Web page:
Cargill plans to centralize its hybrid canola breeding program in a new specialty canola research and production centre in central Saskatchewan.
The Winnipeg-based Canadian arm of the U.S. agrifood firm leased land in 2007 at Aberdeen, Sask., about 100 km west of Humboldt, for the new centre.
The centre, which the company opened late last year, operates as part of Cargill’s research farm, about 50 km from the company’s canola crushing plant at Clavet, Sask.
The farm focuses on development of higher-yielding agronomic traits and the next generation of output traits, the company said.
“The research and production centre will allow us to help our customers develop new products and formulations designed to improve functionality, and deliver nutritional value for their products using a proven identity-preservation system that results in an assured supply of product,” Jenny Verner, president of Cargill Specialty Canola Oils, said in a release Wednesday.
The company said in its release that the centre “will allow Cargill to centralize its hybrid breeding program in the heart of the commercial production region, while giving growers and customers a state-of-the-art facility for furthering knowledge in canola production.”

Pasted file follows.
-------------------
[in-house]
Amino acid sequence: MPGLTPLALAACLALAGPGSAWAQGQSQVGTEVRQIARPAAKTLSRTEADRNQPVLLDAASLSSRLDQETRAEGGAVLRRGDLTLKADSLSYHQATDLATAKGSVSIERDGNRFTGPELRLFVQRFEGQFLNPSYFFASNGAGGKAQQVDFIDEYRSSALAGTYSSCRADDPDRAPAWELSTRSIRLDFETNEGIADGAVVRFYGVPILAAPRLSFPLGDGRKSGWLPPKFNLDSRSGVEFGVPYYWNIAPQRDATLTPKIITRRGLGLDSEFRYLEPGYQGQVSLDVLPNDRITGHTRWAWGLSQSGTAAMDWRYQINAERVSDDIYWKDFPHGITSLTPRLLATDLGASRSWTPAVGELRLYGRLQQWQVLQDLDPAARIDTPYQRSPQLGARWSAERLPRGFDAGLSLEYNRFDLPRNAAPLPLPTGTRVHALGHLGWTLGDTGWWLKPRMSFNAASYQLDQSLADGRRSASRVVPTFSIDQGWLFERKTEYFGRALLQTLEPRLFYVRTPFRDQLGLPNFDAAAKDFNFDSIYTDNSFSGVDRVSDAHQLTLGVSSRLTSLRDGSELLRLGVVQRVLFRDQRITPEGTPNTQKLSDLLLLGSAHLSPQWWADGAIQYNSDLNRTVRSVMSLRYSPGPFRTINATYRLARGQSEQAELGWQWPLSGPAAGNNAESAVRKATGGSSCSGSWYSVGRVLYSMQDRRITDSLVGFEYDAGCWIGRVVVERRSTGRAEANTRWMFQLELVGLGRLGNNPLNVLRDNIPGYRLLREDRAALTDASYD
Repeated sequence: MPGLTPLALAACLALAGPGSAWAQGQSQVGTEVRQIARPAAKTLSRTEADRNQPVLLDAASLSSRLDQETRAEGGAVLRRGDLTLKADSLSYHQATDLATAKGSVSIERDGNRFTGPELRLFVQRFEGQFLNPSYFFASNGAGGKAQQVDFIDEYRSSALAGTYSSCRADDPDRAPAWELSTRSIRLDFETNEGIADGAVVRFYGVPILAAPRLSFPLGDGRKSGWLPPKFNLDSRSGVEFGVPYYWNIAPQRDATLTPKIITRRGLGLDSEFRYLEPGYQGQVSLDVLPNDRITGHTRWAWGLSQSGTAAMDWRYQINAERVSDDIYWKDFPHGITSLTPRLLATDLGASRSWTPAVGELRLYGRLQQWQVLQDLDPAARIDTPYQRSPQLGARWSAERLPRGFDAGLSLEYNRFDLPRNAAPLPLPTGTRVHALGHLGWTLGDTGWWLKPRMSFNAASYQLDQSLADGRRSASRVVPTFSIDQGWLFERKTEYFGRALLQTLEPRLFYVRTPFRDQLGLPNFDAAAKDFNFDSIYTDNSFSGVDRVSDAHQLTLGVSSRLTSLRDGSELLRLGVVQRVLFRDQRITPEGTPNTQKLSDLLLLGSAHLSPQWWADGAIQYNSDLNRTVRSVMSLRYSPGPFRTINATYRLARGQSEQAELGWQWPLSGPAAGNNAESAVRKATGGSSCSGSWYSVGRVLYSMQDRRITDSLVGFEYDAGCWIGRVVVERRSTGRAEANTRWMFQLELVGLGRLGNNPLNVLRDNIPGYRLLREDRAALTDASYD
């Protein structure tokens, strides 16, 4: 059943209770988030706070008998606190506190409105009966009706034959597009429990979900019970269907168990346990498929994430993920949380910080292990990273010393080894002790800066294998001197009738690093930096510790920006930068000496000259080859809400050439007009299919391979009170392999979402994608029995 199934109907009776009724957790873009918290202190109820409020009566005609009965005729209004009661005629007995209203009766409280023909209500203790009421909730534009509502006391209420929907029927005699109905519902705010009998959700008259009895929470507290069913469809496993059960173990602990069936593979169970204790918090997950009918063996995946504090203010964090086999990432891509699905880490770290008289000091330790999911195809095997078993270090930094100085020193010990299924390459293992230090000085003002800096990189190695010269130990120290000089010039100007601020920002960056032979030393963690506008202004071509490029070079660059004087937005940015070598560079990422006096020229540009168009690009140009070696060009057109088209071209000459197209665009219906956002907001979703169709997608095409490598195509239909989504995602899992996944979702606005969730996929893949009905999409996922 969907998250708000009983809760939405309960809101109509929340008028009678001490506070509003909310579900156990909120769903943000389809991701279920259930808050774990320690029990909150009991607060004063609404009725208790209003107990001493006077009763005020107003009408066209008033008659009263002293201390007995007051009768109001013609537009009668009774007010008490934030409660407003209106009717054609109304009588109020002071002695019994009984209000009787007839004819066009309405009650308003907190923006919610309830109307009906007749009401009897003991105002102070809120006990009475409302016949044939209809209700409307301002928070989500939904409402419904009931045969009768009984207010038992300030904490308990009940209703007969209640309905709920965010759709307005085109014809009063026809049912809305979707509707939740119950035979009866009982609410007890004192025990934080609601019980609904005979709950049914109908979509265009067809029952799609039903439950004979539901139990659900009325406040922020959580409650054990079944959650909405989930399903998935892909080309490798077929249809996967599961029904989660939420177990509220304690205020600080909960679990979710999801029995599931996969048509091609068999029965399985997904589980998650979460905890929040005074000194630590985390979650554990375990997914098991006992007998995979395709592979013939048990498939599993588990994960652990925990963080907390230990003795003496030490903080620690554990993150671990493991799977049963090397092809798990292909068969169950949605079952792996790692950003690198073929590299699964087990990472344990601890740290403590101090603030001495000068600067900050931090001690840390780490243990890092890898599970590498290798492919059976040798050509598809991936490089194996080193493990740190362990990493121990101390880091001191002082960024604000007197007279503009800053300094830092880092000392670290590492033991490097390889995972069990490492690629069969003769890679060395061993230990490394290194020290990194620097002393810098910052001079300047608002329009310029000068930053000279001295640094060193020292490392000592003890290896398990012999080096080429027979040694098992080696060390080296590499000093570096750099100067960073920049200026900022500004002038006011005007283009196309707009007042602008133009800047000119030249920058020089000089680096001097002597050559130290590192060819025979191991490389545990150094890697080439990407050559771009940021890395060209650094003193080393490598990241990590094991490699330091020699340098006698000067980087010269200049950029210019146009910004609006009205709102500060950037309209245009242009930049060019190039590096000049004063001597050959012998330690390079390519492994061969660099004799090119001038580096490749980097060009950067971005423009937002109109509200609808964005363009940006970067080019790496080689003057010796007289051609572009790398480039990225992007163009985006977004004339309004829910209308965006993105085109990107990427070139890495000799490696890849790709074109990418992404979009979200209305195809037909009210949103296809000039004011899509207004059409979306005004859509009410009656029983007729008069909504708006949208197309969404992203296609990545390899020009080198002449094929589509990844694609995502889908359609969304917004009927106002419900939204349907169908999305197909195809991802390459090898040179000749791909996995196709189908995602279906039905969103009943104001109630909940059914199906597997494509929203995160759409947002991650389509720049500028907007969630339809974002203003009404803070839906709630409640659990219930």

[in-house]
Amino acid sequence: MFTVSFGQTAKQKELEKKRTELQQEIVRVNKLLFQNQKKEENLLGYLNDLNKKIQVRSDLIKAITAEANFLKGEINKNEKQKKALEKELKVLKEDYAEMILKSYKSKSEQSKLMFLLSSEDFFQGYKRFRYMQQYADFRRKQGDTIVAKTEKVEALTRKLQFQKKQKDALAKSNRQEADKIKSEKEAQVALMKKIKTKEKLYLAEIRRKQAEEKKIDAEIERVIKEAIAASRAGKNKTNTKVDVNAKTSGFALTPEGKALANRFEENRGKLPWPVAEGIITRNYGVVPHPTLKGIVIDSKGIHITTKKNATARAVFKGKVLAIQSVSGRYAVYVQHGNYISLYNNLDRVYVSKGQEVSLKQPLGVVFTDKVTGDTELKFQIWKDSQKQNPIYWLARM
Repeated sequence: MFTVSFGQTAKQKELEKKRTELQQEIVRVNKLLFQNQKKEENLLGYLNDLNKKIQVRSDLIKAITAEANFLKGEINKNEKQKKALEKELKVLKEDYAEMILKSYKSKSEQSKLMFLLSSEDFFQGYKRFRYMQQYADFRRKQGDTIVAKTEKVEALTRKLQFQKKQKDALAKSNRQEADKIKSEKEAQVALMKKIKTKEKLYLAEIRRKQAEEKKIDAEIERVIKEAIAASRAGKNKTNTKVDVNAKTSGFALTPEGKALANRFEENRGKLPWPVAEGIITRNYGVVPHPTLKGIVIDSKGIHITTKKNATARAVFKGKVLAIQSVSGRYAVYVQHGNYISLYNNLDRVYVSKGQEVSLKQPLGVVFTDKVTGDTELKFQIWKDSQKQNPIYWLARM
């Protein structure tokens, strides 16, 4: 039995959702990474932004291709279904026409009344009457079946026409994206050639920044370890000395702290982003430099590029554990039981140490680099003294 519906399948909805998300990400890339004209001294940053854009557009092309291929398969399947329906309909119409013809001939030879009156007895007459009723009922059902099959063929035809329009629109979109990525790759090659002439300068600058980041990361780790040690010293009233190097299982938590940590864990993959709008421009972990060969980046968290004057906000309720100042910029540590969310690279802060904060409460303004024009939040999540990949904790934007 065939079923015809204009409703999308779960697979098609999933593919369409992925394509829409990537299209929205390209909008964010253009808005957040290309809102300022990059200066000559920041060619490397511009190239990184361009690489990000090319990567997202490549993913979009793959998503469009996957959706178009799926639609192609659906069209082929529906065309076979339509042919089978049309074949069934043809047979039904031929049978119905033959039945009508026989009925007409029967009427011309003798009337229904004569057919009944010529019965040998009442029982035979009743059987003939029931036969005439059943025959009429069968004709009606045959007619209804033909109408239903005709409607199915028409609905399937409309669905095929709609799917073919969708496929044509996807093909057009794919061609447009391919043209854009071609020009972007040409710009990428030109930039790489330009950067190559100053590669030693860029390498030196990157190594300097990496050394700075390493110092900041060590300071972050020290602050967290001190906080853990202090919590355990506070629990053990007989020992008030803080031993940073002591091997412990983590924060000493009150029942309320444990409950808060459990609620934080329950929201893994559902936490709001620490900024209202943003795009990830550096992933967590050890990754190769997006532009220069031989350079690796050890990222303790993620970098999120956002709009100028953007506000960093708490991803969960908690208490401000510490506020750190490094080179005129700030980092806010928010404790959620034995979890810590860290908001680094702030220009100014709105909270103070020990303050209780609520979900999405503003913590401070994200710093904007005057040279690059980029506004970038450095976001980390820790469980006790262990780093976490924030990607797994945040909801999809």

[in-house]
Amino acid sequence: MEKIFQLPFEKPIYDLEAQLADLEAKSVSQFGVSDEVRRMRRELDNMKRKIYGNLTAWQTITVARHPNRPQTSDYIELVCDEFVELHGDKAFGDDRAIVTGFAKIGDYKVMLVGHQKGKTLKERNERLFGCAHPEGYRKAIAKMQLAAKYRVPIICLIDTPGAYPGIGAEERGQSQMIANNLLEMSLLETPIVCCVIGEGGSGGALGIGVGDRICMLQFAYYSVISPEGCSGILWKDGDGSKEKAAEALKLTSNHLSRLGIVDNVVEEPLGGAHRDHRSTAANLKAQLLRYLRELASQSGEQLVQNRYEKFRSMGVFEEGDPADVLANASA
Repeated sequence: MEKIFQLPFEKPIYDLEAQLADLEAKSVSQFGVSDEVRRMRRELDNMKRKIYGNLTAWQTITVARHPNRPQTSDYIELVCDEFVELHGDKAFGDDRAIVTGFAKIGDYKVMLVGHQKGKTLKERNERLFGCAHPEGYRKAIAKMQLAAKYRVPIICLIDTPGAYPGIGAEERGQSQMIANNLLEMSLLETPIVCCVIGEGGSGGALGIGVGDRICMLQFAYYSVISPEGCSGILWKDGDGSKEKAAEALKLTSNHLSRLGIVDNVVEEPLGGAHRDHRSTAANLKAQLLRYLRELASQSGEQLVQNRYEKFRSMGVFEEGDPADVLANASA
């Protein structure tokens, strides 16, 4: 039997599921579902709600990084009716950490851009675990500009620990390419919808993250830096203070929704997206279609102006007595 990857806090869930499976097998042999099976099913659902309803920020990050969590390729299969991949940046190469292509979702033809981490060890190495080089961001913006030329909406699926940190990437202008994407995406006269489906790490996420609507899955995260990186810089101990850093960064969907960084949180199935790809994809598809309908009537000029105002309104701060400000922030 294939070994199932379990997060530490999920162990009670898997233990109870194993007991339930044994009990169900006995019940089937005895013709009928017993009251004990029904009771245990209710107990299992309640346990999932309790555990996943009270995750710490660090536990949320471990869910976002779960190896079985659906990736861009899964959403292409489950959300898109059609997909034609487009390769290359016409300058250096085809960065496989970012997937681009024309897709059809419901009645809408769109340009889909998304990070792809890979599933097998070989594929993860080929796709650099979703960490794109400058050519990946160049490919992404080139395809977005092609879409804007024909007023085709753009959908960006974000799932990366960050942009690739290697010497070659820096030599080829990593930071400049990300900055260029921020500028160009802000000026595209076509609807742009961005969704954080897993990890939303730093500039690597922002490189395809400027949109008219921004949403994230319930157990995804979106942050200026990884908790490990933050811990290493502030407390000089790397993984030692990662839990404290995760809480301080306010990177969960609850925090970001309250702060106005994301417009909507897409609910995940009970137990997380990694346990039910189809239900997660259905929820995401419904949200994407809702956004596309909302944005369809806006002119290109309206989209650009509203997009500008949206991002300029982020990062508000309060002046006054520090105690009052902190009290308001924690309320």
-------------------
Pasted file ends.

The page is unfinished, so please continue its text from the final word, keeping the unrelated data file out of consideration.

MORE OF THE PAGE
For example, Cargill last month announced it would launch Clear Valley low saturate canola oil, which comes from the company’s Victory hybrids and is billed as a high-stability canola oil with 25 per cent less saturated fat than conventional canola oil and the lowest amount of saturated fat of any vegetable oil currently offered to food manufacturers.
Victory hybrids have previously been developed at Cargill research and plant breeding sites including Aberdeen as well as Camrose, Alta. and Elm Creek, Man.